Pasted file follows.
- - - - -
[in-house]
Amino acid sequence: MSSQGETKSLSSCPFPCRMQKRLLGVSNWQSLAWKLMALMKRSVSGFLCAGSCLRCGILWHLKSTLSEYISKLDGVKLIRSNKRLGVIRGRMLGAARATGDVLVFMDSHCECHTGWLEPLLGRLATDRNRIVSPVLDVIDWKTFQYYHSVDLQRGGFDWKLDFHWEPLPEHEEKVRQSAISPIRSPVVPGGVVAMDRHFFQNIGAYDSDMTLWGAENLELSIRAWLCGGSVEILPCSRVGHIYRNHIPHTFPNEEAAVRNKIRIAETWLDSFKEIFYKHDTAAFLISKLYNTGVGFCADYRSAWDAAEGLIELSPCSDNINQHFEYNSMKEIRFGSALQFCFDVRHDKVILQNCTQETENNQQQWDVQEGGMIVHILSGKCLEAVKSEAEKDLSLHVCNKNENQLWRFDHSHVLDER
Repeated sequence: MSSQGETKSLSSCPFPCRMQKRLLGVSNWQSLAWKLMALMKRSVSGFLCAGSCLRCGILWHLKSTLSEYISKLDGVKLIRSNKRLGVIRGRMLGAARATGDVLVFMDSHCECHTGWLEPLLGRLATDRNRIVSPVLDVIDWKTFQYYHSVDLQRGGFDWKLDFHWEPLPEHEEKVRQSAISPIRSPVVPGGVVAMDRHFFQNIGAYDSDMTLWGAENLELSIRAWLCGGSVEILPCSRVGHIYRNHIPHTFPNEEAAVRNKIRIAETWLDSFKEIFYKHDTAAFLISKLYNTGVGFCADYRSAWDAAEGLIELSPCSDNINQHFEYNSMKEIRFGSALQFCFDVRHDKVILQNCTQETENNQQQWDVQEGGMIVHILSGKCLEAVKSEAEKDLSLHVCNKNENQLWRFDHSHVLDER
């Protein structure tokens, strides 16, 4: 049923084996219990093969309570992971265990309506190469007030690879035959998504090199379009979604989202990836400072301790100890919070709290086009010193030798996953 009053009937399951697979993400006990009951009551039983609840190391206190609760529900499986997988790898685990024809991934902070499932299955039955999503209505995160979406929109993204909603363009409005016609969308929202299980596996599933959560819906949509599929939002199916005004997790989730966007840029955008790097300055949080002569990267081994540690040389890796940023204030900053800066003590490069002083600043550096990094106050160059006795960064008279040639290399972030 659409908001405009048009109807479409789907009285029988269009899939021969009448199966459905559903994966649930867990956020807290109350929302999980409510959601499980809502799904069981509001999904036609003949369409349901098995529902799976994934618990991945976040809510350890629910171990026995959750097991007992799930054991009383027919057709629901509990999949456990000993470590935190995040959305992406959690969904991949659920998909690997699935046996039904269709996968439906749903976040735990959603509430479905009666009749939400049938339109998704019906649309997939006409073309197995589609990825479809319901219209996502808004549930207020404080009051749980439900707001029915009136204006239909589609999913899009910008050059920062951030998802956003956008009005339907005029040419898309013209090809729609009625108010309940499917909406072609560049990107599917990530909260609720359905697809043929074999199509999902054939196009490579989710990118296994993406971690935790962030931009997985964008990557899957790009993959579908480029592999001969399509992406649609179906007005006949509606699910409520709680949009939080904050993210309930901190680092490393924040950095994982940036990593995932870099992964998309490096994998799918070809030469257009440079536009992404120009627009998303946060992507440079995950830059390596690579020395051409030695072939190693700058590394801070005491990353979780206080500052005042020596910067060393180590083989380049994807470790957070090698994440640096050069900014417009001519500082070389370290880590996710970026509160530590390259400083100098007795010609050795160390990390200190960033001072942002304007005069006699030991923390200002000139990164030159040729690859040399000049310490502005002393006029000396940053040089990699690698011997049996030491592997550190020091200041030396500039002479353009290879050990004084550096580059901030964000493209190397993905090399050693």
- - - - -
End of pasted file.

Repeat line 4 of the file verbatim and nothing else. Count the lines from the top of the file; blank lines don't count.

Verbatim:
């Protein structure tokens, strides 16, 4: 049923084996219990093969309570992971265990309506190469007030690879035959998504090199379009979604989202990836400072301790100890919070709290086009010193030798996953 009053009937399951697979993400006990009951009551039983609840190391206190609760529900499986997988790898685990024809991934902070499932299955039955999503209505995160979406929109993204909603363009409005016609969308929202299980596996599933959560819906949509599929939002199916005004997790989730966007840029955008790097300055949080002569990267081994540690040389890796940023204030900053800066003590490069002083600043550096990094106050160059006795960064008279040639290399972030 659409908001405009048009109807479409789907009285029988269009899939021969009448199966459905559903994966649930867990956020807290109350929302999980409510959601499980809502799904069981509001999904036609003949369409349901098995529902799976994934618990991945976040809510350890629910171990026995959750097991007992799930054991009383027919057709629901509990999949456990000993470590935190995040959305992406959690969904991949659920998909690997699935046996039904269709996968439906749903976040735990959603509430479905009666009749939400049938339109998704019906649309997939006409073309197995589609990825479809319901219209996502808004549930207020404080009051749980439900707001029915009136204006239909589609999913899009910008050059920062951030998802956003956008009005339907005029040419898309013209090809729609009625108010309940499917909406072609560049990107599917990530909260609720359905697809043929074999199509999902054939196009490579989710990118296994993406971690935790962030931009997985964008990557899957790009993959579908480029592999001969399509992406649609179906007005006949509606699910409520709680949009939080904050993210309930901190680092490393924040950095994982940036990593995932870099992964998309490096994998799918070809030469257009440079536009992404120009627009998303946060992507440079995950830059390596690579020395051409030695072939190693700058590394801070005491990353979780206080500052005042020596910067060393180590083989380049994807470790957070090698994440640096050069900014417009001519500082070389370290880590996710970026509160530590390259400083100098007795010609050795160390990390200190960033001072942002304007005069006699030991923390200002000139990164030159040729690859040399000049310490502005002393006029000396940053040089990699690698011997049996030491592997550190020091200041030396500039002479353009290879050990004084550096580059901030964000493209190397993905090399050693």